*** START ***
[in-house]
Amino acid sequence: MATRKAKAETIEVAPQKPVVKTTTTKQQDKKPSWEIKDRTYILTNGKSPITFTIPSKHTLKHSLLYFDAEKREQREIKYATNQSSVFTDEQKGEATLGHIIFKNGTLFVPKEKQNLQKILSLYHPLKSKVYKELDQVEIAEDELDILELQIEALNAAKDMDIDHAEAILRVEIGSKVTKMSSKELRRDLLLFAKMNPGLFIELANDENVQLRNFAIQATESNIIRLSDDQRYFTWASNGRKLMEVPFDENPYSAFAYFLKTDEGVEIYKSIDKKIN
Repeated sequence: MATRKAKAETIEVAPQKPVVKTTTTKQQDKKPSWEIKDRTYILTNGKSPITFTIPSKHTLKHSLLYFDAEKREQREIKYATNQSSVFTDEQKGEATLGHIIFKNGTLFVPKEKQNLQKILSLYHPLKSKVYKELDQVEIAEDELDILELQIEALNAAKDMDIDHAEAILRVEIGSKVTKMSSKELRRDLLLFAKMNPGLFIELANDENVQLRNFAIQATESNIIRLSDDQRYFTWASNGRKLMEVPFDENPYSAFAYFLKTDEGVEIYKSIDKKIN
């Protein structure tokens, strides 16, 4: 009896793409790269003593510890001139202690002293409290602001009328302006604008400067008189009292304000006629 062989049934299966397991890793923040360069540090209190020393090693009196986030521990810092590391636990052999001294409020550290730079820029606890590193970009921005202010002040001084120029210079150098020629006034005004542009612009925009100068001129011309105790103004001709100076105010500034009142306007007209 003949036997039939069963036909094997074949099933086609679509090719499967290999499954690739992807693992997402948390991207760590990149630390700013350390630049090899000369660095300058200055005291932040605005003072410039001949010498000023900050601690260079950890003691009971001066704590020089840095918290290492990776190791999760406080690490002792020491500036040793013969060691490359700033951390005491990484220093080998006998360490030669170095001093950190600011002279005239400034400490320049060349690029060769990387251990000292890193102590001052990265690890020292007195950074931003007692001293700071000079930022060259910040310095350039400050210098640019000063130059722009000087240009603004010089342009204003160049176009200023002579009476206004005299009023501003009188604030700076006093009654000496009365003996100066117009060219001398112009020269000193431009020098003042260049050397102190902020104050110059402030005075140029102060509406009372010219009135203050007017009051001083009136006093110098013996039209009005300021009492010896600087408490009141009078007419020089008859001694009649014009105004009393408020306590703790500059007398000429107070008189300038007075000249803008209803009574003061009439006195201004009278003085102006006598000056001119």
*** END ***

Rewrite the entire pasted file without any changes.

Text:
[in-house]
Amino acid sequence: MATRKAKAETIEVAPQKPVVKTTTTKQQDKKPSWEIKDRTYILTNGKSPITFTIPSKHTLKHSLLYFDAEKREQREIKYATNQSSVFTDEQKGEATLGHIIFKNGTLFVPKEKQNLQKILSLYHPLKSKVYKELDQVEIAEDELDILELQIEALNAAKDMDIDHAEAILRVEIGSKVTKMSSKELRRDLLLFAKMNPGLFIELANDENVQLRNFAIQATESNIIRLSDDQRYFTWASNGRKLMEVPFDENPYSAFAYFLKTDEGVEIYKSIDKKIN
Repeated sequence: MATRKAKAETIEVAPQKPVVKTTTTKQQDKKPSWEIKDRTYILTNGKSPITFTIPSKHTLKHSLLYFDAEKREQREIKYATNQSSVFTDEQKGEATLGHIIFKNGTLFVPKEKQNLQKILSLYHPLKSKVYKELDQVEIAEDELDILELQIEALNAAKDMDIDHAEAILRVEIGSKVTKMSSKELRRDLLLFAKMNPGLFIELANDENVQLRNFAIQATESNIIRLSDDQRYFTWASNGRKLMEVPFDENPYSAFAYFLKTDEGVEIYKSIDKKIN
């Protein structure tokens, strides 16, 4: 009896793409790269003593510890001139202690002293409290602001009328302006604008400067008189009292304000006629 062989049934299966397991890793923040360069540090209190020393090693009196986030521990810092590391636990052999001294409020550290730079820029606890590193970009921005202010002040001084120029210079150098020629006034005004542009612009925009100068001129011309105790103004001709100076105010500034009142306007007209 003949036997039939069963036909094997074949099933086609679509090719499967290999499954690739992807693992997402948390991207760590990149630390700013350390630049090899000369660095300058200055005291932040605005003072410039001949010498000023900050601690260079950890003691009971001066704590020089840095918290290492990776190791999760406080690490002792020491500036040793013969060691490359700033951390005491990484220093080998006998360490030669170095001093950190600011002279005239400034400490320049060349690029060769990387251990000292890193102590001052990265690890020292007195950074931003007692001293700071000079930022060259910040310095350039400050210098640019000063130059722009000087240009603004010089342009204003160049176009200023002579009476206004005299009023501003009188604030700076006093009654000496009365003996100066117009060219001398112009020269000193431009020098003042260049050397102190902020104050110059402030005075140029102060509406009372010219009135203050007017009051001083009136006093110098013996039209009005300021009492010896600087408490009141009078007419020089008859001694009649014009105004009393408020306590703790500059007398000429107070008189300038007075000249803008209803009574003061009439006195201004009278003085102006006598000056001119």